Some responses to the consultation on social security

The responses to the Scottish consultation on social security have been  available online for about a month, but I’ve just got round to sifting through them.  I’ve not looked at most, because there are 460 of them, but what I have read reflects a great deal of thoughtful engagement, from individuals, professional groups, local authorities and the third sector.   (There are also some things to disagree with,  but I’ll leave people to find those for themselves.)

Here are some links to get you started:

It’s difficult to make sense of the submissions by reading them one by one – which is all that was possible at first.  The web page has been redesigned in a way that pretty much invites readers to enter a key term  – “cold weather”, “funerals”, “maternity”, “hearings” and so on – to see what people are saying about the topic.   However, that doesn’t work for every topic – there are 196 submissions with bits relating to assessments.  It also doesn’t show material from entries that have referred to evidence in PDF documents.  So, for example, the fullest discussion of Industrial Injuries benefits I’ve found so far is made by Thompsons Solicitors, but it doesn’t come up on a search.

2 comments

  1. Paul Spicker

    There was some flak directed at the Scottish Government for not assuming the new powers immediately, but that’s not the same as saying that there have been delays in the operation. The government has to be seen to get everything right; any problems or hiccoughs in the transfer will be laid at their door. It’s an impossible demand.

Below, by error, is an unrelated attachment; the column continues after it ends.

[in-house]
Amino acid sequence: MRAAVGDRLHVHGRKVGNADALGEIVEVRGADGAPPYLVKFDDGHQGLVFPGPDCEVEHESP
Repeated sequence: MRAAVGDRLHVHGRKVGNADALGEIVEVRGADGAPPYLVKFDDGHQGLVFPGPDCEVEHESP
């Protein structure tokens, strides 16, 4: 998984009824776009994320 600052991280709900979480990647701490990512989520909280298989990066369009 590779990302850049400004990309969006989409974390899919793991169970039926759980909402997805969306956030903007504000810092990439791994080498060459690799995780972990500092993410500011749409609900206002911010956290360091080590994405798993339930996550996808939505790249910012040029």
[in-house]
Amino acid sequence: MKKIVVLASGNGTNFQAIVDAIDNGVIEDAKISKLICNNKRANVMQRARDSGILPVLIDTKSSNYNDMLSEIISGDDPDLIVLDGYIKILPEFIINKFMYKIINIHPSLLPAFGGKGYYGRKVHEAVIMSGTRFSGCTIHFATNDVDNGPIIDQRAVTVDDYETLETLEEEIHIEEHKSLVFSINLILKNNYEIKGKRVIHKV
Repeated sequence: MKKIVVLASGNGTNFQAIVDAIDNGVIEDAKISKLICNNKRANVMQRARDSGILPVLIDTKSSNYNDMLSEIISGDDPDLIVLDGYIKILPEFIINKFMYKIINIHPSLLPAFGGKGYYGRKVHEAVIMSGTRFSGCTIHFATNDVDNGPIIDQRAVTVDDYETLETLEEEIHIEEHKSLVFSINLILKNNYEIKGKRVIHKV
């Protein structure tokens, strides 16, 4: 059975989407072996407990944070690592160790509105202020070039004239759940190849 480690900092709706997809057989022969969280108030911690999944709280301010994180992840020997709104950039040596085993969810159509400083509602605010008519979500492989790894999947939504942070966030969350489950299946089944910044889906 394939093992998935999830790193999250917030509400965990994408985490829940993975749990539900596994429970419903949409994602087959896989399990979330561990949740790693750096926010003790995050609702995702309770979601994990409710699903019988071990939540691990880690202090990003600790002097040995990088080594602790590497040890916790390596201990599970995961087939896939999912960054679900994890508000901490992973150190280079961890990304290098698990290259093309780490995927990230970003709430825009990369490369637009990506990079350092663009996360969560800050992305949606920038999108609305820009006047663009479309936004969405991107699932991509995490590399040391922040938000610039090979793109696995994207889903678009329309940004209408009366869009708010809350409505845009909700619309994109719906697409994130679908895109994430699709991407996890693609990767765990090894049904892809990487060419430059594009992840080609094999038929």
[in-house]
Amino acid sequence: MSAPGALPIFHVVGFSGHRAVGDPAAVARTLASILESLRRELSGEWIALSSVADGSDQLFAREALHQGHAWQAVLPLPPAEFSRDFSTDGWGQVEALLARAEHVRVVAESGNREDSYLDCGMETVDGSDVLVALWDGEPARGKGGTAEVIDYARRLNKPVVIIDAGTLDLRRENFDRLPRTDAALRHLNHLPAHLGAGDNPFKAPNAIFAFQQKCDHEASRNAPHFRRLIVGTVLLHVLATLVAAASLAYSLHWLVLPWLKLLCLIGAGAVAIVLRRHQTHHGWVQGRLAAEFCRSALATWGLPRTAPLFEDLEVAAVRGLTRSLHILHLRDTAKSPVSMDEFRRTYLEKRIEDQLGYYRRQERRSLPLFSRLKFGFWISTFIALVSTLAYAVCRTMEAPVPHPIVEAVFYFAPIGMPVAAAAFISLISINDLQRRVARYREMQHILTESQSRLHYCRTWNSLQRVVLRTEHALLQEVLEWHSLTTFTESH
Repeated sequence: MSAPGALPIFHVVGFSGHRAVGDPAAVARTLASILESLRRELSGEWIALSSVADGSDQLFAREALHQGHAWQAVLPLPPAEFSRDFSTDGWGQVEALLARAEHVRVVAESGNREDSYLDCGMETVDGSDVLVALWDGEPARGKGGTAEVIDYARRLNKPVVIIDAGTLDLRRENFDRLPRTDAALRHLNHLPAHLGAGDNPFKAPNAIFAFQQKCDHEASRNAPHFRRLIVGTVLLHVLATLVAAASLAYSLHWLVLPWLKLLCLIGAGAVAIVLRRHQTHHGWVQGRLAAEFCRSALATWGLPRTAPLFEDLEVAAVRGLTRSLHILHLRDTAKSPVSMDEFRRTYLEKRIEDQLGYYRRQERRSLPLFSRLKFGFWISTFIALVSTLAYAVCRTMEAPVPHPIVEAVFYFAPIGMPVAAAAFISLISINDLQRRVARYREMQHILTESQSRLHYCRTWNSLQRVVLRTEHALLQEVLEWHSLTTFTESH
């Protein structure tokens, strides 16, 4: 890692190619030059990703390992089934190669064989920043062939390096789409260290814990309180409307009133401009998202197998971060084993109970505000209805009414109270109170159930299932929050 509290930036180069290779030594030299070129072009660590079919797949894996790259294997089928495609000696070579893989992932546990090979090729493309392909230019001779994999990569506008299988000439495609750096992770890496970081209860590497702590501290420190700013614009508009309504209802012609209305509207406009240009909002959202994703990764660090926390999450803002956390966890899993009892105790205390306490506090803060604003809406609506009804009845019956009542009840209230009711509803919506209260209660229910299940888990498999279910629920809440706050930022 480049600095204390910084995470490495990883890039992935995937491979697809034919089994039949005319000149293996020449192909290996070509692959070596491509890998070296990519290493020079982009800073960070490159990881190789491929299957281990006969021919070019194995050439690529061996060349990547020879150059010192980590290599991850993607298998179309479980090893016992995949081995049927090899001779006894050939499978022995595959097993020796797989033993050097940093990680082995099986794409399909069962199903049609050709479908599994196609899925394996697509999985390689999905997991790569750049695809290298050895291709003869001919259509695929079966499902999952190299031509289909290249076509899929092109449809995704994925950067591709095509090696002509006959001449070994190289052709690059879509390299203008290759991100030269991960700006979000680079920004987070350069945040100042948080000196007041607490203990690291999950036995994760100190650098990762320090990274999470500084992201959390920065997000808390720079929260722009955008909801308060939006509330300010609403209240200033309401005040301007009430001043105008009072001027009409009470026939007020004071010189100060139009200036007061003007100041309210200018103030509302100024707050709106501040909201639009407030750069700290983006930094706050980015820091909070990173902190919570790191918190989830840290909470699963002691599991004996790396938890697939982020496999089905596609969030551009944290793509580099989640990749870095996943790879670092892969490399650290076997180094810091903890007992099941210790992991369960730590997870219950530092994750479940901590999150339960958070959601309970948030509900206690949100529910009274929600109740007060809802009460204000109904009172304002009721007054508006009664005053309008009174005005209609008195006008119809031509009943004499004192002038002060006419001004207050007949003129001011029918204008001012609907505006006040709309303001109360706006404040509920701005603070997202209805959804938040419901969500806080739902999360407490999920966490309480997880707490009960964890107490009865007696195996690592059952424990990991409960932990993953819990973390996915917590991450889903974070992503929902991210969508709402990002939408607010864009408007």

If the government had done everything all at once, they’d have been bound to implement the system pretty much as it stands – that would be the only practical way to get things up and running directly. I think everyone is hoping that things will be done better, and that implies that they need to be done differently. So talking things more slowly offers at least the prospect that the kinds of issue being flagged in the consultation, such as those relating to medical assessments or MR, will be taken on board. Having said that, it’s likely that whatever is done at first will rapidly set like concrete – it’s not practical or politic to starting paying money to people in need and then take it away again. If there are going to be major changes, they need to be done at the start, or it may not be possible to do them at all.

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